Tag Archives: Homeboy Sandman

The Best New Hip-Hop on Bandcamp

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In our new roundup of Bandcamp releases, we spotlight a New York City wordsmith who’s all about the pure joy of rhyming, a transatlantic MC/producer collab with funk affinities, and a Detroit-based lyricist who was once a key J Dilla collaborator. Oh, and there’s this small 100-track project with samples sourced entirely from old Chinese vinyl. (We’re kidding, of course, that’s a huge deal.) Continue reading

The Best New Hip-Hop on Bandcamp

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This month’s crucial hip-hop picks include indie rap veterans who are embracing their years in the game, video game fiends paying tribute to the late, great Frank White, and a rapper who at one time had the whole Internet convinced he was actually an alias of Nas. In a break from the normal U.S.-based selection, we also take a detour to Auckland, New Zealand where a whole bunch of rap cats are mustering up their own brand of creative hip-hop.
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Homeboy Sandman on Escalator Psychology (For Further Division of the American Public)

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Homeboy Sandman by Jason K Chang

Every so often, when he’s not touring or recording music, Homeboy Sandman slides through to drop jewels on us. Knowing Boy Sand, they can be about, well, anything. In September, he recalled a hilarious kickball game you have to read to believe. Now he’s back to school you on subway escalator etiquette. Are you a stander? A walker? Something else? We’ll let Sand take it away.

Let us now consider the things that can deciphered about someone based on whether they: A) stand still on subway escalators until the escalator has reached its destination; or B) walk up the escalator as if it were stairs, in doing so accelerating their impending arrival.

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Get to Know Paul White, Your Favorite Rapper’s Favorite Producer

Paul White. Photo by Owen Richards.

Paul White. Photo by Owen Richards.

If you’ve been following rap from 2011 to now, chances are very likely you’ve heard the work of Paul White. The London producer’s name has been attached to several critically acclaimed projects in 2016 alone. This year, he released a collaborative album with Chicago art-rap aficionado Open Mike Eagle, and produced the majority of Danny Brown’s brilliantly bizarre new record, Atrocity Exhibition.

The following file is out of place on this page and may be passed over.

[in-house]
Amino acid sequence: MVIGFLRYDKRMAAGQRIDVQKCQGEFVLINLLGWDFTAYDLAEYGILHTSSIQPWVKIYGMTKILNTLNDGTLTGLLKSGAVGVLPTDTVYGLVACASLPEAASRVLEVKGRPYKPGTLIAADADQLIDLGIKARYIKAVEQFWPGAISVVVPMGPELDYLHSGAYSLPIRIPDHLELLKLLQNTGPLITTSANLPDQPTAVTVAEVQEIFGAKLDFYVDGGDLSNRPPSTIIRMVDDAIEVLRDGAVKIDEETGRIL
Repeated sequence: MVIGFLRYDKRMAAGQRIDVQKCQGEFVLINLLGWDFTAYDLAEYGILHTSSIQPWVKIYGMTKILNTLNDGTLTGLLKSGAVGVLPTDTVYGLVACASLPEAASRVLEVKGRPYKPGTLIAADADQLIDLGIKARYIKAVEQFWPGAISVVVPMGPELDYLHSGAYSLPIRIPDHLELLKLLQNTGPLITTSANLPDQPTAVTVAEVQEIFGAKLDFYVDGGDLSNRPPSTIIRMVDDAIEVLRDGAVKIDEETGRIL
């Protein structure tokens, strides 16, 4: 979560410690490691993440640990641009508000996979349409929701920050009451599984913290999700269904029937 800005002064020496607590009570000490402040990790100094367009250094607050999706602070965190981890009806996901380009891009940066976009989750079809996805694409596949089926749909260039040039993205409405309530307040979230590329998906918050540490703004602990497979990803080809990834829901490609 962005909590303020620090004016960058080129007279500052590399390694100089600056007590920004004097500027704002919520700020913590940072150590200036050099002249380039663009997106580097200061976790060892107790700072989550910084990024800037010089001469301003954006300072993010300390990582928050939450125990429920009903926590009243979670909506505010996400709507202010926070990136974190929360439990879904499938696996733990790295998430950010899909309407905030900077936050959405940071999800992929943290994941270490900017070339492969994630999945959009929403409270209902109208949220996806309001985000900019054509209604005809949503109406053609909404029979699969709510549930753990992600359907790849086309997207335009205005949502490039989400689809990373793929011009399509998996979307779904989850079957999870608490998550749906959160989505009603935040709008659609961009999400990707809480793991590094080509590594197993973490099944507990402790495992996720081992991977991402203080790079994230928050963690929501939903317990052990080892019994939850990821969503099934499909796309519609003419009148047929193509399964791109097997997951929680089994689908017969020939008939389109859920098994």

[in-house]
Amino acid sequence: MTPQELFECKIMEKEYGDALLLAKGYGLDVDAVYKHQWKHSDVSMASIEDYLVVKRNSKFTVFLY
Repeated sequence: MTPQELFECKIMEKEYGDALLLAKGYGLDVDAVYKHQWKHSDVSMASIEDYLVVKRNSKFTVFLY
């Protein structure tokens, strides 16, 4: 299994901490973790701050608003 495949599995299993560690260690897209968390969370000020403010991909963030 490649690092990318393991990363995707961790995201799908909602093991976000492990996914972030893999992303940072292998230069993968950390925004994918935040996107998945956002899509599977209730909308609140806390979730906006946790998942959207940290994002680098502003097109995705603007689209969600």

Those releases, and much of the rest of his current discography, may be rooted in rap music, but don’t pigeonhole Paul White as a producer limited to a single genre. “I love putting all sorts of different genres together [to] prove genres don’t really exist,” he says. “People think it’s one genre and they assume they don’t like it—I’m really against that.”

White’s mission is tied to his self-described hippie lifestyle in which “everything’s related, everything’s the same.” For him, that thinking goes deeper than music, but the medium just happens to be his philosophical outlet. “One thing I’ve always tried to be is really diverse and try as many different things as possible,” White explains. “It’s great to have all these different projects out there now with different sounds attached.”

He’s constructed an impressive library of releases over the years, which for some, could prove overwhelming at first. We caught up with White, who walked us through his essential jams.

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Hip-Hop’s First Olympian, According to Homeboy Sandman

Homeboy Sandman
Homeboy Sandman. Photo by NoahBility

You don’t have to speak with Homeboy Sandman long to realize how engaging he is. The Queens MC has such a unique style of storytelling, you’re instantly drawn in. So it only felt natural to give Boy Sand his own Bandcamp column. This is the first installment.

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